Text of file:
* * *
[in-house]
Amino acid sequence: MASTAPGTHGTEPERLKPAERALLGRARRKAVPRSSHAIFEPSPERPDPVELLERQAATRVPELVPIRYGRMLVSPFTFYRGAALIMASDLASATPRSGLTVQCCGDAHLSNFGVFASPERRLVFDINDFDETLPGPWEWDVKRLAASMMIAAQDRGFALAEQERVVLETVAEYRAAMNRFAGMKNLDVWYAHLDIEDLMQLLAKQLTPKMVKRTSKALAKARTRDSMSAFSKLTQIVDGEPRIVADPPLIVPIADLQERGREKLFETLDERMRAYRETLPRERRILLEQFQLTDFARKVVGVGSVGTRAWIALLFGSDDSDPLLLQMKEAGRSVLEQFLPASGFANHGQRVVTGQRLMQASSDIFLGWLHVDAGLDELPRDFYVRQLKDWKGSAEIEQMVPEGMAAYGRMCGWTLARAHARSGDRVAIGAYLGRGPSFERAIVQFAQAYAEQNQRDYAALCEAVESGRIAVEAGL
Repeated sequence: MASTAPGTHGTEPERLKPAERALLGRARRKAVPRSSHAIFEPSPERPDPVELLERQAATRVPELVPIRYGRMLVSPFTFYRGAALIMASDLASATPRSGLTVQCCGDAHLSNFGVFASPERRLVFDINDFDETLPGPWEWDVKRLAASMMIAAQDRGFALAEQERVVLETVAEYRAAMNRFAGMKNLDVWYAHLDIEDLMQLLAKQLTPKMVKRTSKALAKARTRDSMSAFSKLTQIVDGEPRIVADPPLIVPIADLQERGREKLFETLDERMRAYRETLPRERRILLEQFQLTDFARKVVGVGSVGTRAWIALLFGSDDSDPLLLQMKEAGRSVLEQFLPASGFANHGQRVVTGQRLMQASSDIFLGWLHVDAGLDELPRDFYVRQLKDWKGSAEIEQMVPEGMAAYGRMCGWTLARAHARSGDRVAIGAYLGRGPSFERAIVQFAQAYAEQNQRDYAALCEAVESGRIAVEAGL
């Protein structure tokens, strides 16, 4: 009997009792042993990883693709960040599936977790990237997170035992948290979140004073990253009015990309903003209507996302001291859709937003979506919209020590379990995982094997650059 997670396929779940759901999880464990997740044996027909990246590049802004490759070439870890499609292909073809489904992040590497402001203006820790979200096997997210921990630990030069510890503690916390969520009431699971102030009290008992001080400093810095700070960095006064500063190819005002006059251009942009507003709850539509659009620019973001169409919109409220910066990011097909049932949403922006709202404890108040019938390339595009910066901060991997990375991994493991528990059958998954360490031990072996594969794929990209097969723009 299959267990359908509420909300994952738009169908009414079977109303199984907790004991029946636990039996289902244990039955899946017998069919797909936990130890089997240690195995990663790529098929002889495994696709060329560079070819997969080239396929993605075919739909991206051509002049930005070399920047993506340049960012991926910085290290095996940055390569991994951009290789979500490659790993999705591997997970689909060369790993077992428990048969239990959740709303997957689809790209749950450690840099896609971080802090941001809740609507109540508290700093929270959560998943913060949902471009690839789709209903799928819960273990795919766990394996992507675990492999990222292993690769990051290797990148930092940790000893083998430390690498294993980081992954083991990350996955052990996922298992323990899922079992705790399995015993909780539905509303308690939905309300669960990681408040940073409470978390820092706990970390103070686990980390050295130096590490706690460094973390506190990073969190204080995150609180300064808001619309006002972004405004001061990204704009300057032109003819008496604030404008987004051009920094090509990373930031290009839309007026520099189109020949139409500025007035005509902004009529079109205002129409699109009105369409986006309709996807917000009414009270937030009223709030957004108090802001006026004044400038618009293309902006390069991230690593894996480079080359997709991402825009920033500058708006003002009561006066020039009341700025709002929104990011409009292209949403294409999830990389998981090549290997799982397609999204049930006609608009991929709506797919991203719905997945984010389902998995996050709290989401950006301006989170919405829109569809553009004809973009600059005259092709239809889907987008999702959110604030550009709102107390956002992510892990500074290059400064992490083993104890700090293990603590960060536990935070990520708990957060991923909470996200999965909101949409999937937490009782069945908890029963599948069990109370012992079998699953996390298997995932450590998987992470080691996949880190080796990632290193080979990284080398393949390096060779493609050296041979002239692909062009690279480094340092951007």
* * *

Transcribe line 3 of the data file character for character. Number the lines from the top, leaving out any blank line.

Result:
Repeated sequence: MASTAPGTHGTEPERLKPAERALLGRARRKAVPRSSHAIFEPSPERPDPVELLERQAATRVPELVPIRYGRMLVSPFTFYRGAALIMASDLASATPRSGLTVQCCGDAHLSNFGVFASPERRLVFDINDFDETLPGPWEWDVKRLAASMMIAAQDRGFALAEQERVVLETVAEYRAAMNRFAGMKNLDVWYAHLDIEDLMQLLAKQLTPKMVKRTSKALAKARTRDSMSAFSKLTQIVDGEPRIVADPPLIVPIADLQERGREKLFETLDERMRAYRETLPRERRILLEQFQLTDFARKVVGVGSVGTRAWIALLFGSDDSDPLLLQMKEAGRSVLEQFLPASGFANHGQRVVTGQRLMQASSDIFLGWLHVDAGLDELPRDFYVRQLKDWKGSAEIEQMVPEGMAAYGRMCGWTLARAHARSGDRVAIGAYLGRGPSFERAIVQFAQAYAEQNQRDYAALCEAVESGRIAVEAGL